(Now that I have proof of human contact, I feel like I should go back and fix all my spelling errors …)

You have my ear. Although I have no idea what kind of questions you’re about to ask. Fire away!

P.S. One of my blogging rules is never start a website without an email list subscription box. Which is why FLUB has one. But honestly, I’ve never sent out a monthly email for FLUB yet! Guess I should change that habit, shouldn’t I?

Sara’s Second Email: 

Here is where my question comes in. I will try to keep it succinct. 

Should I continue blogging under FITE Addiction, or should I switch to blogging under my name? I was trying to apply your points from your post but still was not entirely sure. Here are some of the major factors I am taking into consideration:

  • I started off anonymously, but have recently come out of the shadows.
  • My final goal will be selling e-books, courses, programs, and coaching on overcoming shopping addiction.
  • I don’t think my site would ever be sellable as it is such a mix of my personal story on how I have overcome the vice of shopping addiction, in addition to my expert perspective.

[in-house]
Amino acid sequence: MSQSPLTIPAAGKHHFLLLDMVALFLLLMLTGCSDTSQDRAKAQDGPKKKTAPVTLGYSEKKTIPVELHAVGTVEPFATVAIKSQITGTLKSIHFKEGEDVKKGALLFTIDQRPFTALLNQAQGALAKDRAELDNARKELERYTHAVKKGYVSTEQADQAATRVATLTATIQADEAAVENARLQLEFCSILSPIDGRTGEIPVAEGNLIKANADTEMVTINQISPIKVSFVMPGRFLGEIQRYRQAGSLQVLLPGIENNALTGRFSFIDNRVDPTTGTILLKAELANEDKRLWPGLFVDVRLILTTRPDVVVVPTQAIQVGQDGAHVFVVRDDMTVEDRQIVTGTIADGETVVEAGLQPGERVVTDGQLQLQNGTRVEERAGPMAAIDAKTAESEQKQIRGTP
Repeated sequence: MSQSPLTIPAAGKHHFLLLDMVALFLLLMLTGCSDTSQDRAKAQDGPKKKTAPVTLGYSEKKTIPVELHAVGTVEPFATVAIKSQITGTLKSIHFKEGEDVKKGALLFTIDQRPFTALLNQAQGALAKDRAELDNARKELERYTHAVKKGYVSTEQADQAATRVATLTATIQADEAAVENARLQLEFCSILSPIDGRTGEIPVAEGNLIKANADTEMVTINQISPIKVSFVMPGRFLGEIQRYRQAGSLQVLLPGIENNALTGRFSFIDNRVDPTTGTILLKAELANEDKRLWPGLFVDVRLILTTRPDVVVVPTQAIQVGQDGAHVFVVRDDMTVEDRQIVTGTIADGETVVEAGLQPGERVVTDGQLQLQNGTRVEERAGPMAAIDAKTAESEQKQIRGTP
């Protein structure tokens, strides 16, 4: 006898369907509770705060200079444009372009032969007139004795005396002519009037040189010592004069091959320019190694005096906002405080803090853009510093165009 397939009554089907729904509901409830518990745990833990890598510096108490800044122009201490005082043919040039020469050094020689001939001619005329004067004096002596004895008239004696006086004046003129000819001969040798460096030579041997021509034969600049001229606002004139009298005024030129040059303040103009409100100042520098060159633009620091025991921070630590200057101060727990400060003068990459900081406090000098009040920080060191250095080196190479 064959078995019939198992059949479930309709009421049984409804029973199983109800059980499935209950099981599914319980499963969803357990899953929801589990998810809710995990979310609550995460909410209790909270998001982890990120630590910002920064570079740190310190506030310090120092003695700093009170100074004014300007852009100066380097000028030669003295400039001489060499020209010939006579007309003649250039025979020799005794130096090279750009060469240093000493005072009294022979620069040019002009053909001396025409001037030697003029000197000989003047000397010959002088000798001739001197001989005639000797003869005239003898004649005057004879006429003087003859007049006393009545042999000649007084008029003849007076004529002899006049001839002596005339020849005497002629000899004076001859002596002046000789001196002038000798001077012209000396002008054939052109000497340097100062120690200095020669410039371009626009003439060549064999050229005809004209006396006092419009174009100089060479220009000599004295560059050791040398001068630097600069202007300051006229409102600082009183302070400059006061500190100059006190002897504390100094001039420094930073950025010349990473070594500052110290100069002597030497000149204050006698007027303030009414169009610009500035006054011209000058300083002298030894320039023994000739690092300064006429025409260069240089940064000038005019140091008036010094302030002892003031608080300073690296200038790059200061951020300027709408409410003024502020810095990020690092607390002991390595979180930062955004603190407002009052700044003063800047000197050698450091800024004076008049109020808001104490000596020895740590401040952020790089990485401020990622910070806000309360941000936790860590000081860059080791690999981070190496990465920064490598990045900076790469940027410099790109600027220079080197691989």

• It seems many people (especially coaches) eventually convert to blogging under their own names if they don’t start that way.
  • I am still early enough that if I planned to make the switch, now would be a good time.
  • However, I am still extensively “no one” and the blog name has some memorability to it.
  • If I stayed with the Fa brand, it sounds like this would be similar to what you are doing with Flub.
  • No matter what, I will probably buy and hold onto my name domain for future use (plus the domain with the common misspelling of my name as “Sarah”).